Planned Australian gold mine halted by discovery of endangered bat species

Source: Xinhua| 2020-01-30 11:17:29|Editor: Xiaoxia
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CANBERRA, Jan. 30 (Xinhua) -- A planned gold mine in Australia's Northern Territory (NT) has been stalled by the discovery of a threatened species of bat.

A small population of ghost bats have emerged as a major environmental hurdle to the development of the Union Reefs gold mine more than 200 km southeast of Darwin.

It is estimated that 35 percent of the 10,000 ghost bats in existence live in the NT.

"The number one threat that's been identified for ghost bats is loss of habitat and degradation due to mining activities," Damian Milne, a senior scientist at the NT Department of Environment, told the Australian Broadcasting Corporation (ABC).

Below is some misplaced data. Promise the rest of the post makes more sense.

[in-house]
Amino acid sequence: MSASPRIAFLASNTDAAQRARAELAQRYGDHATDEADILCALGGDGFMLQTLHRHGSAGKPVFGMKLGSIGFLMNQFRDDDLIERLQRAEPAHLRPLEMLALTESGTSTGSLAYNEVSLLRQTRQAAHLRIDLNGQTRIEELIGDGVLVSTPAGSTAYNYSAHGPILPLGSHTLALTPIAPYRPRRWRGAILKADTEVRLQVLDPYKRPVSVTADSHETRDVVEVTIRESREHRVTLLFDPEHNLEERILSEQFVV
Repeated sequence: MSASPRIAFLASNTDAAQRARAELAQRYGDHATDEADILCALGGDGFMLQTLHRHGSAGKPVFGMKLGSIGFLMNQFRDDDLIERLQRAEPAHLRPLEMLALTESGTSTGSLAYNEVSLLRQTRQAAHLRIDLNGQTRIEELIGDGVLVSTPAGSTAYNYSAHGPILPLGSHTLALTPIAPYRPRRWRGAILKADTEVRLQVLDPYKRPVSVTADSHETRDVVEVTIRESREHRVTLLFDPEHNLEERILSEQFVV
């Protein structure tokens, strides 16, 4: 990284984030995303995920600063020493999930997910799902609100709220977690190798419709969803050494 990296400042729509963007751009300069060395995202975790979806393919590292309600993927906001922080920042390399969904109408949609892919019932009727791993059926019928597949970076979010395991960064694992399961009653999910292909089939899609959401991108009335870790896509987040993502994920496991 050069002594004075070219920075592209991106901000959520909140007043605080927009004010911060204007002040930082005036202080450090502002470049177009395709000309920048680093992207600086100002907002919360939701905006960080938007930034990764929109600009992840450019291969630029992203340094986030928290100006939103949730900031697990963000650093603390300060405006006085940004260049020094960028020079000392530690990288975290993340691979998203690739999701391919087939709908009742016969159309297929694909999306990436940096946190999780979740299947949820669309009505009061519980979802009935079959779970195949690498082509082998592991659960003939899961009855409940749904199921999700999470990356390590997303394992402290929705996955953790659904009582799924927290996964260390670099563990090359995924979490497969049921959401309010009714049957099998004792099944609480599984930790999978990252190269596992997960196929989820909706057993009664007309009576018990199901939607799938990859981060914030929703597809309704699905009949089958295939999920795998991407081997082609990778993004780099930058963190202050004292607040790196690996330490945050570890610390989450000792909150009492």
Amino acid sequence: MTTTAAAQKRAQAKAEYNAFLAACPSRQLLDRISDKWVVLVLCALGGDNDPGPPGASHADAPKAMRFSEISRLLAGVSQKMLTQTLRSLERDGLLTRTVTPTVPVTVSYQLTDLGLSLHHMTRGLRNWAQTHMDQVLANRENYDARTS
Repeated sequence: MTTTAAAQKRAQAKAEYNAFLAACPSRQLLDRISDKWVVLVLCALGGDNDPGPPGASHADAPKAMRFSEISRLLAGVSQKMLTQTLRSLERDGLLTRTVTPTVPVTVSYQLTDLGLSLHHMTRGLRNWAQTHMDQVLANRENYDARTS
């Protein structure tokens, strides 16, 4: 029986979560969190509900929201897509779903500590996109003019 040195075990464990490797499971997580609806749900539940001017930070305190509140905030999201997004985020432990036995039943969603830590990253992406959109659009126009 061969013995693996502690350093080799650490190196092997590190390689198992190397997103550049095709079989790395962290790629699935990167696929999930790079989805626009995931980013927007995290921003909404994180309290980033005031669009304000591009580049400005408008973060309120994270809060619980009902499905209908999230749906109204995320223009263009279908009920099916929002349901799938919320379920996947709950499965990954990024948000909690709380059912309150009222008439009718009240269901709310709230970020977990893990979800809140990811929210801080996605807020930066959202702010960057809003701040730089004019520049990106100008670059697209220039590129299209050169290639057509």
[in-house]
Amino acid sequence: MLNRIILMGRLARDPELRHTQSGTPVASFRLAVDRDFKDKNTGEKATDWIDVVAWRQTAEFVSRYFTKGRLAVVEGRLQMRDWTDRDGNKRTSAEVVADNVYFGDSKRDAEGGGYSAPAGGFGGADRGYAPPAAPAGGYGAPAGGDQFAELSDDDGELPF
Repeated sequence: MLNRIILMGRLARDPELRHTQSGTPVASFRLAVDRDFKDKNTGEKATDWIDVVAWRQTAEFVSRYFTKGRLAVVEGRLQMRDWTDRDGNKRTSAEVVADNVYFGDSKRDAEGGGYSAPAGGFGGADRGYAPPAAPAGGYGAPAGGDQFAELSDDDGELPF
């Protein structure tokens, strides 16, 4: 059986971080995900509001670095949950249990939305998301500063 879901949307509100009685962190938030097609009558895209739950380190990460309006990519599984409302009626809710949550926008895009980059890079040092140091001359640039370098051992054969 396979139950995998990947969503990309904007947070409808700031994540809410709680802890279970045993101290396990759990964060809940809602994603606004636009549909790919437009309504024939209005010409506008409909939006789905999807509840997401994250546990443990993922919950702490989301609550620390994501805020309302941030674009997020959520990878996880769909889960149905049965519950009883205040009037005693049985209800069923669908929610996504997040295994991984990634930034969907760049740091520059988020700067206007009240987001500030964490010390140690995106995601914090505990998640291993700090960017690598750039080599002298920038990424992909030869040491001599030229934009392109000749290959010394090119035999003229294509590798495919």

"Any mining activity that's associated with their key roosting habitats can have an effect... on their survivability."

If it goes ahead the mine is expected to create up to 80 full-time jobs for the small nearby town of Pine Creek.

Mark Edwards, a project director with Kirkland Lake Gold, said that the bat population at the site was between 20 and 30.

"We understand what the issues are, and we're working with both research and the government to try to have the least amount of impact," he said.

Edwards said that the firm is working with local researchers to potentially develop new habitats for the ghost bats in historic collapsed mining shafts.

The fate of the project will depend on the federal Department of Environment's assessment of Kirkland's Environmental Impact Statement (EIS).

"The proposal is being assessed under the bilateral arrangements in place between the Commonwealth and the Northern Territory," a department spokesperson said.

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